Officials with the university, the University System of Maryland and the attorney general’s office declined to comment until after the board acts on the proposed settlement. For the settlement to be completed, it will require the approval of two of the three members of the board, the state body charged with overseeing state spending, including contracts and legal settlements: Gov. Larry Hogan (R), State Treasurer Nancy K. Kopp (D) and Maryland Comptroller Peter Franchot (D).
A spokesperson for Franchot declined to comment Friday, and neither the governor’s office nor Kopp returned messages seeking comment.
The University of Maryland in College Park would be responsible for covering settlement costs, according to a person familiar with the agreement.
The payment is to settle all claims made by McNair’s parents, Martin McNair and Tonya Wilson, as well as McNair’s estate, according to the board’s agenda.
“Marty and Tonya are relieved that this fight is over and to put this behind them as they continue to mourn Jordan’s death,” Hassan Murphy, the family’s attorney, said in a statement. “They are committed to channeling their grief and loss into the work that remains to protect the lives of student-athletes around the world by educating them about the signs and risks of exertional heat stroke.”
Maryland law caps monetary awards in wrongful death claims at $2 million in most cases, but this settlement was allowed to exceed the cap because it would resolve all claims, including any against potential individuals, according to a person familiar with the proposed agreement.
“We, as a firm, are committed to working with [McNair’s parents] and the Maryland Legislature to reform the tort laws of this state so that no family’s recovery is potentially limited by law to an amount that is less than what the responsible party received on his way out the door,” Murphy said in a statement, an apparent reference to former Maryland head coach DJ Durkin.
Not long after McNair’s death, university officials acknowledged that Maryland’s medical staff failed to properly diagnose heatstroke and treat McNair. An independent investigation conducted in 2018 by an athletic training consulting firm outlined several critical mistakes that led to McNair’s death. Death from heatstroke is 100 percent preventable, experts say, if the individual is immersed in cool water quickly. Maryland’s staff never took McNair’s temperature and did not ice his body to lower his temperature.
More than an hour passed between the time McNair began experiencing symptoms of heatstroke and when school officials called 911. McNair arrived at the hospital more than 1½ hours after he began suffering from cramps and showing signs of exhaustion. He died 15 days later.
University of Maryland President Wallace D. Loh, who retired last year, said in August 2018 the university “accepts legal and moral responsibility for the mistakes that our training staff made on the fateful workout day of May 29.”
Footage from security cameras, obtained through an open records request, showed Maryland’s players running sprints and McNair’s teammates physically helping him complete the exercise.
McNair’s death prompted two independent investigations — one led by athletic training consultant Rod Walters that detailed how Maryland’s staff failed to properly diagnose and treat McNair, as well as a second probe, conducted by an eight-person commission, that investigated allegations of an abusive culture in the program.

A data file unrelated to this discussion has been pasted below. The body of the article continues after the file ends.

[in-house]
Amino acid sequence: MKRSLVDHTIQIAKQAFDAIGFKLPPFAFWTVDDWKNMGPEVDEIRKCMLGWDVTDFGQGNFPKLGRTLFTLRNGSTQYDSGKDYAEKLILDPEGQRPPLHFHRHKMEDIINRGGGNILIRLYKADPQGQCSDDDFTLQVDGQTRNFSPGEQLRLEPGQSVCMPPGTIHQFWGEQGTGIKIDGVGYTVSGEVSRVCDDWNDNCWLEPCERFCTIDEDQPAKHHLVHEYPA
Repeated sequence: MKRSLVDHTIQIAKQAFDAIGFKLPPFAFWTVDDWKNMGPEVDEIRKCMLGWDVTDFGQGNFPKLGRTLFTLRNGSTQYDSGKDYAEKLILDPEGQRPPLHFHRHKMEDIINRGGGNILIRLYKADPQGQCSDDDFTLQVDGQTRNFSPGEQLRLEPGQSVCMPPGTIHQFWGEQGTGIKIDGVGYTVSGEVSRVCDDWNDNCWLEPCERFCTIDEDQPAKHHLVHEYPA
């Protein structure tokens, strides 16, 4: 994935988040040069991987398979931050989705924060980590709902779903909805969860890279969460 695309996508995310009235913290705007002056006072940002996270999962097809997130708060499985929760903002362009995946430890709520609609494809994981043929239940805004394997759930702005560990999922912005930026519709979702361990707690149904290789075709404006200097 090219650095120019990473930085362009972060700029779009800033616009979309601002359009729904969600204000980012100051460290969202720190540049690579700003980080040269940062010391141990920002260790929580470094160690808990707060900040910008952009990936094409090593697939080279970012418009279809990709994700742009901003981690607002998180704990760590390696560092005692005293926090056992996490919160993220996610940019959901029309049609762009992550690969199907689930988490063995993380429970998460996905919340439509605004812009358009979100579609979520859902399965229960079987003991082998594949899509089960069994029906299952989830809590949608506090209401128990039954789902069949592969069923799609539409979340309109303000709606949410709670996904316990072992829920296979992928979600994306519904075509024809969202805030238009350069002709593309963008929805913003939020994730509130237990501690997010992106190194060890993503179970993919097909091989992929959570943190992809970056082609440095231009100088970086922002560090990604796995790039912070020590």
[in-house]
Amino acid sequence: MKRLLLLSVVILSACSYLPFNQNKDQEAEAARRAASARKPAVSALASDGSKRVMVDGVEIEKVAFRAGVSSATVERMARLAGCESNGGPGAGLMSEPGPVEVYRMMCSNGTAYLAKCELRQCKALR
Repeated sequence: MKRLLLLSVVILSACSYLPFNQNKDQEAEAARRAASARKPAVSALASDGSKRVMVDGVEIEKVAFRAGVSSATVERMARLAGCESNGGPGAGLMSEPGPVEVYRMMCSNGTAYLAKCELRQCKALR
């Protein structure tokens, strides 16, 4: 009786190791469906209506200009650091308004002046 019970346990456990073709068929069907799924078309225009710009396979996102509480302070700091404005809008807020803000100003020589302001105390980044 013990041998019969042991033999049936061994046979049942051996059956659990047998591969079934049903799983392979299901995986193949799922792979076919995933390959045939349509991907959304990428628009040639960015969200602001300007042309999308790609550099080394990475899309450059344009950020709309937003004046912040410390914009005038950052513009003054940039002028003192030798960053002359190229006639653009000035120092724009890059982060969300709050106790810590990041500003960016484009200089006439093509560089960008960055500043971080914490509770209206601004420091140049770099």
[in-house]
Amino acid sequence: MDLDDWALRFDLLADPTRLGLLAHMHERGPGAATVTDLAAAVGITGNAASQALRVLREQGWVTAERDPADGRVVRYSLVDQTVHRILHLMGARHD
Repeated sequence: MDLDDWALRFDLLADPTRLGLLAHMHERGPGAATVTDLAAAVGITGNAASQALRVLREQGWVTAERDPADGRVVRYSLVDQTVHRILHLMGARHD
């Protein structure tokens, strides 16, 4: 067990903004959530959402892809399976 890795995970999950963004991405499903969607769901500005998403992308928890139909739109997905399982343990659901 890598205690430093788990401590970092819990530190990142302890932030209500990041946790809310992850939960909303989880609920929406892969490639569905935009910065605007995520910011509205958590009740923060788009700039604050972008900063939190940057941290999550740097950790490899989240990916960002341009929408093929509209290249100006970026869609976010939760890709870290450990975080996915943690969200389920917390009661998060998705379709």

Maryland’s athletic department says it implemented the recommendations outlined in these reports, which included overhauling its model for athlete health care. Maryland’s sports medicine staff is now independent of the athletic department, and the head physician reports to the director of the University Health Center.
McNair’s death rocked the Terrapins’ football program. In the months that followed, some Maryland players alleged instances of bullying and abuse within the program. Many of the allegations centered around Rick Court, the team’s strength and conditioning coach. In the wake of those media reports, Durkin was placed on paid administrative leave before the 2018 season. Court negotiated a settlement with the school and resigned.
The second independent investigation that focused on the program’s culture found Maryland football “did not have a ‘toxic culture,’ but it did have a culture where problems festered because too many players feared speaking out,” the commission’s report said.
Following a recommendation from the University System of Maryland’s Board of Regents, Durkin was reinstated despite Loh’s recommendation that the school part ways with the coach. Durkin returned to the team Oct. 30, 2018, and three players walked out of a team meeting in protest. Following backlash from state lawmakers, students and the community, Maryland fired Durkin the following day. The university also fired two athletic trainers involved with the treatment of McNair.
The Maryland football team finished the 2018 season under interim coach Matt Canada. The university hired Coach Michael Locksley in December 2018, and Locksley did not retain any of the on-field assistants who were part of Durkin’s staff.
Durkin’s contract with the university runs through the end of 2021. Maryland owed Durkin 65 percent of his remaining contract, with half of the buyout paid within 60 days of his firing. According to the Baltimore Sun’s public salary database, the university paid Durkin $4,793,000 in 2018, which also includes earnings that year before his firing, and $860,000 in 2019. After a brief hiatus from on-field coaching, Durkin is the co-defensive coordinator and linebackers coach at Mississippi.
Erin Cox contributed to this report.